The Australian Taxation Office has made it clear to landlords that they are a primary focus of scrutiny this tax season, announcing a far-reaching expansion of its data-matching capabilities. The crackdown has been prompted by an ATO review that found 90 per cent of rental property owners provided incorrect figures in their tax return, despite a similar proportion using a registered tax agent to lodge the information.

The ATO has ramped up its enforcement measures this year to address commonly made mistakes in tax returns. This initiative is expected to lead to fewer refunds and potentially leave taxpayers with increased debt.

New data is now rolling into the ATO from property managers, landlord insurance providers, financial institutions providing loans for residential investment properties and sharing economy providers, as well as income protection policy information. With the new landlord insurance data-matching protocol, the ATO is reminding taxpayers that insurance premiums paid for rental properties can be claimed as a tax deduction.

Similarly, any insurance payouts received in relation to an investment property must be reported as income.

The move marks the latest extension of the ATO’s long-running data-matching program. Earlier initiatives have used additional data to target groups including share traders, Australians who leave cash payments and foreign income off their annual tax return, international students and migration agents, and gig economy worker. The ATO Assistant Commissioner Tim Loh has advised that  “Recently, we’ve acquired residential property investment loan data for 1.7 million individuals. We’ve also acquired income protection insurance data for 800,000 individuals. What we’re doing is using those two data points to data match against data we have on our hands.”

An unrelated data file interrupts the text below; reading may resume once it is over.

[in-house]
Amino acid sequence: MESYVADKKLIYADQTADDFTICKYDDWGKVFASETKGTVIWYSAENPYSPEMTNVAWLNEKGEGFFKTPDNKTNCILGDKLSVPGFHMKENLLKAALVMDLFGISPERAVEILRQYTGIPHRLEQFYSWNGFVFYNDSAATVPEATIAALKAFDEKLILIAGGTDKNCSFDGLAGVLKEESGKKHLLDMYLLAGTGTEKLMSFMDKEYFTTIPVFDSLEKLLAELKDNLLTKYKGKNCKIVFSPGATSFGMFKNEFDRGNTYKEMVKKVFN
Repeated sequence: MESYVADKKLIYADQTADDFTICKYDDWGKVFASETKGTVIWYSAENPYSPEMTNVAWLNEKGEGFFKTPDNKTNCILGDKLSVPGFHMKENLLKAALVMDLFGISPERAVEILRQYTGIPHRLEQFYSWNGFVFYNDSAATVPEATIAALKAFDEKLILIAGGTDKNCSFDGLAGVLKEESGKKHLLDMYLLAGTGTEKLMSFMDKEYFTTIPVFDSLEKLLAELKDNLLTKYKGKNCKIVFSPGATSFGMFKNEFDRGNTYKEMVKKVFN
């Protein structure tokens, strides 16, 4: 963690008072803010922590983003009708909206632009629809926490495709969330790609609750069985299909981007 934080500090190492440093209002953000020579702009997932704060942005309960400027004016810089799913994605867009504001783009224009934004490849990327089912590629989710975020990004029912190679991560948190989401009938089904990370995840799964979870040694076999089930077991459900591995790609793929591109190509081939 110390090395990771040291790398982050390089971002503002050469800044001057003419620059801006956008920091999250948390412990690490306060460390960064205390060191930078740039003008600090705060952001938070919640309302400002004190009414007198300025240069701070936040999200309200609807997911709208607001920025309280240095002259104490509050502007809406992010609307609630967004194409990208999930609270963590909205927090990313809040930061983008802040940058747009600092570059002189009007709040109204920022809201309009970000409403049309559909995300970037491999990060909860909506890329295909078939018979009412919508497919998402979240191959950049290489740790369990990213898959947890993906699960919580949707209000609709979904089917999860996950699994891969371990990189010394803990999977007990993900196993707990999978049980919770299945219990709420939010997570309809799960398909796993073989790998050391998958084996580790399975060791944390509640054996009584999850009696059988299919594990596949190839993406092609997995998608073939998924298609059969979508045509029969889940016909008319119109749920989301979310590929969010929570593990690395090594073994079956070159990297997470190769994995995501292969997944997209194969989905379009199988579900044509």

Mr Loh said the agency identified several common errors that property investors made on their tax returns.

improvements made to private properties. It is worth noting that approximately 87% of landlords rely on tax agents to handle their tax returns. However, the ATO’s advanced analytics systems now enable them to identify residential property loans and other rental data more effectively.

Considering these findings, the ATO encourages rental property owners and their tax agents to exercise extra caution this tax season. It is crucial to review records meticulously before filing returns to ensure accuracy and compliance with tax regulations. One specific concern highlighted by the ATO is the correct apportionment of loan interest expenses for rental properties. Taxpayers should only claim interest on loans used to acquire rental properties and generate rental income. If a loan includes private expenses, such as a car purchase or a vacation, the interest deduction should only be claimed for the portion related to rental income production.

The ATO has expanded its third-party data matching ability and are targeting property managers and lenders. Mortgage lender data will also help the ATO identify if property investors had “over claimed interest” in their tax return. This and other data might also “reveal the existence of the rental property” that the investor had not previously disclosed to the Tax Office.

Declare everything.

The other area ties into the landlord’s insurance data. When you make a claim, such as loss of rent if your tenant stops paying, you need to include those payments in your tax return. Mr Loh said the agency wanted to cut the number of errors in tax returns, and noted that the taxpayer, not the tax agent, is ultimately responsible for what is included in a tax return.

The ATO will use the information to “identify and educate taxpayers who have made incorrect claims in their return”. The Tax Office has long-term plans to “pre-fill as much information as possible in future years,” he said.

The ATO is legally permitted to carry out its external data matching under laws that include the Privacy Act 1988, the secrecy provisions of the Income Tax Assessment Act 1936, the Taxation Administration Act 1953 and other tax laws.

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